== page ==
Reported by Matthias Meller, CSaP Policy Intern
Build back better — both in the US and UK, much hope rests on the merits of creating and expanding infrastructures to power the post-pandemic recovery. Yet, what is the role of citizens in these projects? In the final event of the Citizen Science Policy Fellows seminar series, Professor Jennifer Gabrys from the University of Cambridge put citizen infrastructures centre stage. Building on her research and work with communities monitoring air pollution in their neighbourhoods, she gave rise to a vivid conversation on how citizen-led data production can make infrastructures more democratic, just and sustainable.
We are in a time of “infrastructure mania”, said Professor Gabrys. She is one of the authors of CSaP’s new essay collection, “Future Directions for Citizen Science and Public Policy”. Infrastructure projects are at the heart of policy consideration for post-COVID recovery plans and ‘green’ transformation today. Yet, globally the bulk of the investments still goes to fossil fuel-intensive infrastructures. Tellingly, the images of infrastructure proposal most often show aerial views of roads and bridges, not citizens. However, “infrastructural transformation requires democratic engagement to be sustainable and just”, Professor Gabrys emphasised. Therefore, this is “a key moment” to talk about how citizens create their own infrastructures and which channels there are for their participation in projects in the making.
Through the research project Citizen Sense, funded by the European Research Council (ERC), Professor Gabrys has investigated and worked with communities in South East London on how they use low-cost sensor technology to monitor air pollution in their neighbourhood. Thereby, citizens explore and make visible the multiple meanings and implications of infrastructures, for example, rendering roads not just infrastructures of economic activity and mobility but also of significant air pollution. The citizen-led environmental monitoring may help identify localised problems, inform alternative proposals for new infrastructure projects, or serve as a foundation for new community initiatives to build upon. Part of Gabrys’s and her team’s research effort was to consolidate their findings – collaboratively with the communities – into an easy-to-assemble air quality monitoring toolkit, AirKit. It is accompanied by a digital platform for citizen scientists to share, contextualise data, and suggest policy changes in response through data stories (e.g., see here their COVID data stories). However, the aim of this research project was not just to study the successful uptake of accessible sensor technology. It also meant to highlight how citizen-oriented infrastructures can be built from environmental monitoring, enabling communities to propose and enact change based on their own collected data.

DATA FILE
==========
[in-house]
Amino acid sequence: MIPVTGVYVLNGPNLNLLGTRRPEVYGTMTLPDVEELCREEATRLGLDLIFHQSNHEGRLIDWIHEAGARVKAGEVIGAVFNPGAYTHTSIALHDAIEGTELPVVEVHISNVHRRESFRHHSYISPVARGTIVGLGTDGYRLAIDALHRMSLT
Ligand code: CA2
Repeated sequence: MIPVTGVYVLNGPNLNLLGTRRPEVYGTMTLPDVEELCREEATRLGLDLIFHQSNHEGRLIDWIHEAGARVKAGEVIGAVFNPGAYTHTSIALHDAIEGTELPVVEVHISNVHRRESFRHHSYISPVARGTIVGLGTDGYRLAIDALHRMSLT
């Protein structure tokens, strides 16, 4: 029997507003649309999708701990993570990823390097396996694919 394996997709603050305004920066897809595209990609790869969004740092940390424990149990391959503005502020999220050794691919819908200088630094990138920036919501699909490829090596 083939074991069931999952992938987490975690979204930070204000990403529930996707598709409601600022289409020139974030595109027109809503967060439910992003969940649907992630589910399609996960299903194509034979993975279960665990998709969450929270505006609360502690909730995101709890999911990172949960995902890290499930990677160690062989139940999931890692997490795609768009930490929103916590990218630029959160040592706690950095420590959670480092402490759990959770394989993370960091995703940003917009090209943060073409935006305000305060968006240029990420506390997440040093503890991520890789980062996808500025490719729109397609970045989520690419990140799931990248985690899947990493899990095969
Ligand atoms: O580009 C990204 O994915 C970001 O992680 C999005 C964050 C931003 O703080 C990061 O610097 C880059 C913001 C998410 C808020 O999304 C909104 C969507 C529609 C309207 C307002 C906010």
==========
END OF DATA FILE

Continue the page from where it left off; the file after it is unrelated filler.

How can governments and policymakers then make use of existing citizen infrastructures and even facilitate the development of new citizen infrastructures? Gabrys acknowledged that governments have to be interested in citizen engagement first because working with an engaged community is not free of conflicts. Whether citizen data is produced for protest or to simply shed light on local problems otherwise underappreciated in existing data, disagreement over the validity of the data can easily arise. Thus ensuring the quality and transparency of procedures and the democratic accountability of data production becomes key. Yet, the challenge of how governments can work together with citizen science initiatives is not merely an ‘issue of data’. Citizen data is neither necessarily inferior nor does it replace expert science. Its added benefit is that a citizen-led inquiry gives answers to different questions, such as what kind of transformations of an environment can or should occur for rendering them liveable neighbourhoods. These questions often reflect different priorities than traditional scientific research projects. As one participant emphasised, citizen science thus challenges policy practices and should do the same for scientific norms from the standpoint of democratising knowledge (production). So, to build back better with more sustainable and democratic infrastructures, governments need to look beyond the outcome of citizen infrastructures in the form of data but think about how to engage with citizens’ organising potential and their often privileged knowledge of local issues.
Organised exclusively for CSaP Policy Fellows and Continuing Fellows, this three-part seminar series on citizen science runs alongside an edited collection, produced in collaboration with the Expertise Under Pressure research project: Future directions for citizen science and public policy. This collection of essays, created by leading policy makers, practitioners, scientists and scholars, will showcase good practice and aim to set out the potential for citizens to contribute more effectively to policy making. The collection will be open access, freely available online and launched at the CSaP annual conference in June 2021.